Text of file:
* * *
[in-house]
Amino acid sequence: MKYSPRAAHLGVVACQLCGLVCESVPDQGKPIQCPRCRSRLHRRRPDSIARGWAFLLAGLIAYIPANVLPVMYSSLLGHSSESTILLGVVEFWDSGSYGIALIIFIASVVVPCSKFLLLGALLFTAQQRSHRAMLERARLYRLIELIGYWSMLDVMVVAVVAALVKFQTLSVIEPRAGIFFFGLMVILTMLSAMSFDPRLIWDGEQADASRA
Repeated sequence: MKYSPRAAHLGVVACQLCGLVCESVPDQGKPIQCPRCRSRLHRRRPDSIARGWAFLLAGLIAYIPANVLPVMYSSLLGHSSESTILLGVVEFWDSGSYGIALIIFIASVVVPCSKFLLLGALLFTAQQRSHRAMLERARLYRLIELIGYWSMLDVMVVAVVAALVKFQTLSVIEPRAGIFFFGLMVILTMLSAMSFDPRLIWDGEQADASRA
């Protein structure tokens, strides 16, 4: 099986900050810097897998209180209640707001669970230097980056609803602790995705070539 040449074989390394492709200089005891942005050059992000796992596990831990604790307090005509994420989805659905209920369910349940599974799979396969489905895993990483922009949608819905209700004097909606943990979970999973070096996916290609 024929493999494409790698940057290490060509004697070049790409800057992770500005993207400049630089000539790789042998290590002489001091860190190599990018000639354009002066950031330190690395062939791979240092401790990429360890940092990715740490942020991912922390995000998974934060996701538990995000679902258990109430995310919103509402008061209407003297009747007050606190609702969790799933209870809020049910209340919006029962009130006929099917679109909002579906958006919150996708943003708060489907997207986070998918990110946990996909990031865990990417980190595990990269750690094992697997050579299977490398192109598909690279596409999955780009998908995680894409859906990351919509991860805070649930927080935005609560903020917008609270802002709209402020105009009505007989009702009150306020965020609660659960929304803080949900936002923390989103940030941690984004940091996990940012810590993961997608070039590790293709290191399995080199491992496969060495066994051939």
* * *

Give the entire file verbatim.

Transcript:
[in-house]
Amino acid sequence: MKYSPRAAHLGVVACQLCGLVCESVPDQGKPIQCPRCRSRLHRRRPDSIARGWAFLLAGLIAYIPANVLPVMYSSLLGHSSESTILLGVVEFWDSGSYGIALIIFIASVVVPCSKFLLLGALLFTAQQRSHRAMLERARLYRLIELIGYWSMLDVMVVAVVAALVKFQTLSVIEPRAGIFFFGLMVILTMLSAMSFDPRLIWDGEQADASRA
Repeated sequence: MKYSPRAAHLGVVACQLCGLVCESVPDQGKPIQCPRCRSRLHRRRPDSIARGWAFLLAGLIAYIPANVLPVMYSSLLGHSSESTILLGVVEFWDSGSYGIALIIFIASVVVPCSKFLLLGALLFTAQQRSHRAMLERARLYRLIELIGYWSMLDVMVVAVVAALVKFQTLSVIEPRAGIFFFGLMVILTMLSAMSFDPRLIWDGEQADASRA
């Protein structure tokens, strides 16, 4: 099986900050810097897998209180209640707001669970230097980056609803602790995705070539 040449074989390394492709200089005891942005050059992000796992596990831990604790307090005509994420989805659905209920369910349940599974799979396969489905895993990483922009949608819905209700004097909606943990979970999973070096996916290609 024929493999494409790698940057290490060509004697070049790409800057992770500005993207400049630089000539790789042998290590002489001091860190190599990018000639354009002066950031330190690395062939791979240092401790990429360890940092990715740490942020991912922390995000998974934060996701538990995000679902258990109430995310919103509402008061209407003297009747007050606190609702969790799933209870809020049910209340919006029962009130006929099917679109909002579906958006919150996708943003708060489907997207986070998918990110946990996909990031865990990417980190595990990269750690094992697997050579299977490398192109598909690279596409999955780009998908995680894409859906990351919509991860805070649930927080935005609560903020917008609270802002709209402020105009009505007989009702009150306020965020609660659960929304803080949900936002923390989103940030941690984004940091996990940012810590993961997608070039590790293709290191399995080199491992496969060495066994051939």